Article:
All The Monitor's View

  • The Outward Bound way to prevent police shootings

    Long-time police reformer Bill Bratton called for empathy between Black Lives Matter and police advocates. In Baltimore, police and city youth are being taught just that – in trees.

  • When foreign leaders praise US bipartisanship

    Myanmar’s Aung San Suu Kyi is the latest foreign leader to thank both Democrats and Republicans for their long support. Such gratitude from abroad can help remind Americans of the value of bipartisanship in foreign policy – and perhaps on domestic issues, too.

  • Syrian truce’s first goal: aiding civilians

    A fragile truce in a brutal war was driven in large part by humanitarian concerns. That aim must remain, amid other motives, to help heal a broken Syria.

  • Income up. Inequality down. But what of rural folk?

    Median income in the US rose at its fastest rate last year while inequality shrank. Yet incomes outside metro areas fell. Rural Americans must be included in the ‘communities of thinkers’ that are the nation’s cities

  • Germany's test of generosity and identity

    After welcoming 1 million fleeing people, Germans now struggle to integrate them. They are being forced to look deep at what binds their country.

  • An express lesson for Wells Fargo and other banks

    Reform of the world financial system since 2008 has made it stronger, yet a massive scandal at Wells Fargo highlights the ongoing need to build ethical resilience into the industry.

  • A judge’s insight on how to care for students

    A Connecticut judge orders reform of the state’s public schools to help poor students. But unlike similar court rulings, he focuses less on money and more on how to achieve student success. Other states should take notice.

  • Reason to pause on pot legalization

    In Colorado, the first state to start selling legal marijuana, an anti-pot rebellion has begun in Pueblo County. Other states that will vote on legalization in November should take notice.

  • For those who paint dark futures, the past offers a different palette

    Nearly half of Americans see no hope of a better future, a mood that politicians easily prey on. Yet new books by scholars comb history to show why progress in ideas marches on.

  • A hard lesson for China’s soft power

    An election in Hong Kong shows how much Beijing must improve on being a power known for attractive ideals, not its coercion of others.

  • Poor democracies that aren't poor in demanding honesty

    In ousting a president who symbolized a corrupt elite, Brazil joins many other developing nations whose citizens have demanded honesty in elected government. Brazil can take lessons from anti-graft successes in India, Indonesia, and Nigeria.

  • Goodnight, pre-K gap

    A study pops an inequality myth in finding American kids are not only better prepared for early schooling but those from lower-income or minority homes saw a reduced gap with white kids. One probable cause: better qualities of character.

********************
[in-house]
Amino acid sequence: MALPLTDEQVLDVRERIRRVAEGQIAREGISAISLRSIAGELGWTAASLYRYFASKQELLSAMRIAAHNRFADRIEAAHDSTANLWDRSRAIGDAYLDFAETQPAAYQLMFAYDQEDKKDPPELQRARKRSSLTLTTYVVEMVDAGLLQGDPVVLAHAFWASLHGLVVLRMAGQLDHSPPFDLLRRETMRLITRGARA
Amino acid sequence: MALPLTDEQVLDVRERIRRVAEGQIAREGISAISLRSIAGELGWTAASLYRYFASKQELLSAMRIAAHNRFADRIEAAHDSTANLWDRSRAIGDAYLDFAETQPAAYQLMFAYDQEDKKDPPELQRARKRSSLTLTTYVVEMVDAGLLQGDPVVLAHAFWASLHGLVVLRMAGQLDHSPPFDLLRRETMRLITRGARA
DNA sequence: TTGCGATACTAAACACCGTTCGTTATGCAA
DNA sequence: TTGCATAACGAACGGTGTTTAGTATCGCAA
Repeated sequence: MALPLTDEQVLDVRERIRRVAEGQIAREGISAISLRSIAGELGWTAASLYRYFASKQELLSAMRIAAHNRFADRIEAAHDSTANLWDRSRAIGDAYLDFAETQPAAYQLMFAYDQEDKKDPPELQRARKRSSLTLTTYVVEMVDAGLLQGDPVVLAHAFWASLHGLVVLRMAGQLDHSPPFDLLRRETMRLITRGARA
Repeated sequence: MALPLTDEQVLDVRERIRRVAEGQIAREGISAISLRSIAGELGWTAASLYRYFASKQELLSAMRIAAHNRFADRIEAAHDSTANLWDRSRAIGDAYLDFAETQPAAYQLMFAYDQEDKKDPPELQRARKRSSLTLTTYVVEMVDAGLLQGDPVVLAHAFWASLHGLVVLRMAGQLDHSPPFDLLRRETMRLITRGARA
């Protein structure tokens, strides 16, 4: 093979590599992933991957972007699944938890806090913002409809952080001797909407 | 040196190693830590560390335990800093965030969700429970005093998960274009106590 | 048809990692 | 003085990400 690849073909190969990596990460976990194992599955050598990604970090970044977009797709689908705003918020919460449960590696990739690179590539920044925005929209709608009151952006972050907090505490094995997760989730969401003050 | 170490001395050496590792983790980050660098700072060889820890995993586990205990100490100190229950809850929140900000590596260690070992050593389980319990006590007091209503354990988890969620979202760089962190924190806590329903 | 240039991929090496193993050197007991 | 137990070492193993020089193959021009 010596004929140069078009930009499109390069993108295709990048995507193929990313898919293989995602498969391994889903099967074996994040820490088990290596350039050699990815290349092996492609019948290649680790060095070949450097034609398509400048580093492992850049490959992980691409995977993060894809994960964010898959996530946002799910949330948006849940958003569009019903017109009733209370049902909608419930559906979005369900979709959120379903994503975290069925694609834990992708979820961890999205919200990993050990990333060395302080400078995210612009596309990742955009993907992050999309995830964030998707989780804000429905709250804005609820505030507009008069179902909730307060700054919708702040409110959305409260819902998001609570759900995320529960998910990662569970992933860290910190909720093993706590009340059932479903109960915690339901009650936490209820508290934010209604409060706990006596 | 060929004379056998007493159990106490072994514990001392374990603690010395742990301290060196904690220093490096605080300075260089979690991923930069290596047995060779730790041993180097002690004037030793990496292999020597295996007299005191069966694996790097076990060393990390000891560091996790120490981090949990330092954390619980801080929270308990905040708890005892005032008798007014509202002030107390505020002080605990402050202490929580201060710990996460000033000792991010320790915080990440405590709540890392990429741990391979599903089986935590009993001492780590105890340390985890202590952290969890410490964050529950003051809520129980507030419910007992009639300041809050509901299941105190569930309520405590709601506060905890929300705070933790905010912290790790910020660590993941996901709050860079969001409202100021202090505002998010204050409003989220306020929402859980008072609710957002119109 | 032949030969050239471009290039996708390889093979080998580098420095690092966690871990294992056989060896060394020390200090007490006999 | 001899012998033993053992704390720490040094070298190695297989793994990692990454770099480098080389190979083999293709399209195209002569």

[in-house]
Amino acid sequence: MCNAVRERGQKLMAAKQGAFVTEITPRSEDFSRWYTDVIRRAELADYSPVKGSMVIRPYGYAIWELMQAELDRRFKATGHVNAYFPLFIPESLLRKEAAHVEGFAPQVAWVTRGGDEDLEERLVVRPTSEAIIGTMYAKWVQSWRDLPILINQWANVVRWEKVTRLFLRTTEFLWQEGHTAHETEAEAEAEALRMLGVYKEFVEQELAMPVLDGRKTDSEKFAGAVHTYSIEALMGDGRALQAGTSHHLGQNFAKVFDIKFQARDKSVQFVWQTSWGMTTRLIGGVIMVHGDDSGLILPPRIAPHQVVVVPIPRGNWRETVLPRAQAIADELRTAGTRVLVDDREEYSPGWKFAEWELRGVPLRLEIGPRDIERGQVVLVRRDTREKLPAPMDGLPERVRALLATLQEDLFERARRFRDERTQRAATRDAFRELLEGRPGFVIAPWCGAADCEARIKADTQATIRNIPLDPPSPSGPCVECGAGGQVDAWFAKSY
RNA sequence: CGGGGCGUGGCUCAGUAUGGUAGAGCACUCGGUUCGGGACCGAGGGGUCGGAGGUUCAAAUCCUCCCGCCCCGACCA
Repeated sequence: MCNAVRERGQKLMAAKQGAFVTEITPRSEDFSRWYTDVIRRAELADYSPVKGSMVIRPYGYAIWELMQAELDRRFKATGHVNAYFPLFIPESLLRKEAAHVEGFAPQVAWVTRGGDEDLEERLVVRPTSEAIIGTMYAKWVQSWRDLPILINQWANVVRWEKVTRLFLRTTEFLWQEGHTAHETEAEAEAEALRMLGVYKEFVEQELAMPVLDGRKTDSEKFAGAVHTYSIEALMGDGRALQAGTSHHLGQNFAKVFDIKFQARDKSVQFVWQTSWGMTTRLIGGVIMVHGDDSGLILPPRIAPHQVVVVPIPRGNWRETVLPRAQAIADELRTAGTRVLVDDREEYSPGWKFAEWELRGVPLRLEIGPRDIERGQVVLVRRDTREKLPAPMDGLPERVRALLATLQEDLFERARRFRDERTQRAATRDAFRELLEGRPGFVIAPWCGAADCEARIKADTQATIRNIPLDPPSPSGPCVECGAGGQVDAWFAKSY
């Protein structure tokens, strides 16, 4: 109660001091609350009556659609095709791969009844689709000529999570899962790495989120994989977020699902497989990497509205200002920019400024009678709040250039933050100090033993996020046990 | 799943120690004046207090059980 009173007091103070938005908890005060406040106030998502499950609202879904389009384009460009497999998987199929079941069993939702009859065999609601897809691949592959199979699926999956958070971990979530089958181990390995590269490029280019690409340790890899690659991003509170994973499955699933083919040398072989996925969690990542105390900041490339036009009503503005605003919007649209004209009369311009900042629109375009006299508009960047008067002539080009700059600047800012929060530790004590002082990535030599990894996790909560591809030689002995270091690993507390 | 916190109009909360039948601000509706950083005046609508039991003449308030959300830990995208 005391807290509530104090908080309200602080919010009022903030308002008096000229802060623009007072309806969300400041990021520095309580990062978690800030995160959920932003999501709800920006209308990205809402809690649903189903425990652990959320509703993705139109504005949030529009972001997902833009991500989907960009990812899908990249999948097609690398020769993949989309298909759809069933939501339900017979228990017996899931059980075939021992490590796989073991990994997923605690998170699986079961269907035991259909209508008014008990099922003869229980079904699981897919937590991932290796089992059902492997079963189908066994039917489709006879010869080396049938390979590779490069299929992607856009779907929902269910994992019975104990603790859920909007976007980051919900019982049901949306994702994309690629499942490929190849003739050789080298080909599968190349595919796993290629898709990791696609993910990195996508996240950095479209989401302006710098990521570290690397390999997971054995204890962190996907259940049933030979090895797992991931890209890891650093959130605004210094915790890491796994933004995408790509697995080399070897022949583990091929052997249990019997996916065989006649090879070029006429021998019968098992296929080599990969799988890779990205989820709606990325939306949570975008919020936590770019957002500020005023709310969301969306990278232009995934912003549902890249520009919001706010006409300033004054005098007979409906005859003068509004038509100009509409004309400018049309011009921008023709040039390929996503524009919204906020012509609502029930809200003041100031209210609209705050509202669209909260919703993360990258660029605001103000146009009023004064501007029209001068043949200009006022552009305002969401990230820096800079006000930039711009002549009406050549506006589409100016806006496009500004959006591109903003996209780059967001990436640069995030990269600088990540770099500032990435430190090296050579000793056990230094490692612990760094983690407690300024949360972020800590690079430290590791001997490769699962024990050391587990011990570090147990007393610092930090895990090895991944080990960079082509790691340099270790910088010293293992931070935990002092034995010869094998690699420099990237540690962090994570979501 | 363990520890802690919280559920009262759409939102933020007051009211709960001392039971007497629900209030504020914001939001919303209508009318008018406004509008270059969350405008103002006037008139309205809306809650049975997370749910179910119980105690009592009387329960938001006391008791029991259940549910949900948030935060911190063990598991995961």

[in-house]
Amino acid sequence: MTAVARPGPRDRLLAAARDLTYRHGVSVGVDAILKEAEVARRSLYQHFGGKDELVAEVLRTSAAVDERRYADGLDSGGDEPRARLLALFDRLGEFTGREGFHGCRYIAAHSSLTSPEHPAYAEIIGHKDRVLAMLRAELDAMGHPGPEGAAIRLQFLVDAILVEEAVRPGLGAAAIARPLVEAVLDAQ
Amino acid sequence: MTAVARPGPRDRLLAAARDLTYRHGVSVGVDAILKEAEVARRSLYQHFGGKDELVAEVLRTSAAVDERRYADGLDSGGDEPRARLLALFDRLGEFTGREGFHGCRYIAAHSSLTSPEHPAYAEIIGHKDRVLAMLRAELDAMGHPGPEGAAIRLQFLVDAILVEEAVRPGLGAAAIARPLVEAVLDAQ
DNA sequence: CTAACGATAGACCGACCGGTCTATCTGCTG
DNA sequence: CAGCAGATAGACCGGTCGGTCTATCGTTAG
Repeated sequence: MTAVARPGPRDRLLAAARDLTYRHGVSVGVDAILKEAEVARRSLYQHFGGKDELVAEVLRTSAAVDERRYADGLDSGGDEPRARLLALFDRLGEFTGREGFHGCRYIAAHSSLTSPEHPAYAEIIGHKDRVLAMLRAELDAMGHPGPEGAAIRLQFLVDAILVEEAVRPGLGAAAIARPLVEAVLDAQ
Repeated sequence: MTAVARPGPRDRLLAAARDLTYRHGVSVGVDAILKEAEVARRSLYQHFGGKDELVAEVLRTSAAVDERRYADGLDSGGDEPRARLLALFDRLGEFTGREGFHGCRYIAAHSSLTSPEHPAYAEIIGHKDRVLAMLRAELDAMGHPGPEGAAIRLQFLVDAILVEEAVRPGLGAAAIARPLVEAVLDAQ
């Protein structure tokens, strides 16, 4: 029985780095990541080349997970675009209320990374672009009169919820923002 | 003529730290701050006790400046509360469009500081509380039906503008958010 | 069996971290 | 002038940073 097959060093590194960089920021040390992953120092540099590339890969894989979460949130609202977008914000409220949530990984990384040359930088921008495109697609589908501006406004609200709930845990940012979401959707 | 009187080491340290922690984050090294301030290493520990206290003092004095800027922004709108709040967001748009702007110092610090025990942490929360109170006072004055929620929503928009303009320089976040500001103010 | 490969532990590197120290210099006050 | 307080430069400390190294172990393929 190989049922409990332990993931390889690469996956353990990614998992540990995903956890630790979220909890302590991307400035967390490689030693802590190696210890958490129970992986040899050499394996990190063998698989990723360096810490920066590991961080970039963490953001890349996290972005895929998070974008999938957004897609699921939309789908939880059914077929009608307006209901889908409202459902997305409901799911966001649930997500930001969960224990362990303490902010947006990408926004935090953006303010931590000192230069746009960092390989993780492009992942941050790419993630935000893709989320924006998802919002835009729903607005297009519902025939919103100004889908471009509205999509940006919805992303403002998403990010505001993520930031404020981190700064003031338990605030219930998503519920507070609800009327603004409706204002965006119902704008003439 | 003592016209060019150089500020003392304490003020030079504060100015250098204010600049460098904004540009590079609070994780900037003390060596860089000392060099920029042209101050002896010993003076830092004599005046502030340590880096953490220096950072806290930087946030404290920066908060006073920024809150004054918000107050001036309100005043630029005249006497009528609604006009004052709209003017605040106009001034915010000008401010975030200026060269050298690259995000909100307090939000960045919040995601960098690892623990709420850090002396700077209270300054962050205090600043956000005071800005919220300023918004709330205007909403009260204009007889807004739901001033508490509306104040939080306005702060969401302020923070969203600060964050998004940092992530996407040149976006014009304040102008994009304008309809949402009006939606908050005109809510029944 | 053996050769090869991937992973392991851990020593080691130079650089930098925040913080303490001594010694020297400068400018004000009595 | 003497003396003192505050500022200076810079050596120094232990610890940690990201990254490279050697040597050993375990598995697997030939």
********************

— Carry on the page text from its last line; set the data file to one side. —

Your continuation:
• Iraq’s opportunity in the battle for Mosul

    As Iraq prepares to retake its second-largest city from Islamic State, it can use the expected victory to renew efforts to restore an historic harmony between Sunnis and Shiites.

  • Europe’s post-Brexit identity search

    A Sept. 16 summit of the remaining EU leaders must start a deep search for what binds the European Union other than economic convenience and preventing war and atrocities. 

  • Britain’s audit of injustice

    A society’s first step to reduce inequality is to make sure government provides services without bigotry. Britain’s new prime minister is trying a novel approach: an audit of government injustice.

  • How humility won Colombia’s peace deal

    As Colombians prepare to vote on a carefully crafted peace proposal that would end a long war, they must remember how each side in the talks had to learn humility, helped along by a focus on those who suffered most in the war.

  • Muslims and Europe, swimming chic by chic

    Bans in France on wearing ‘burkini’ swimwear only alienates Muslims. Europe must find better ways to encourage integration, not feed into Islamic State’s playbook.

  • A jihadist’s cultural redemption

    A former leader in an Al Qaeda affiliate admits guilt – and regret – in a world court for destroying ancient artifacts in Timbuktu, Mali. His advice to jihadists: Save all of humanity’s cherished culture rather than destroy it.

  • Pulling kids from war’s rubble

    Global reaction to children in conflicts – as soldiers, refugees, or among the injured – has improved as more nations presume innocence for the youngest and most vulnerable.

  • A new approach to ending terrorism

    In a TV speech, Morocco’s king appeals to the millions of Moroccans living in the West to counter the false arguments of Islamic State that might appeal to disaffected young Muslims and lead them to violent acts.

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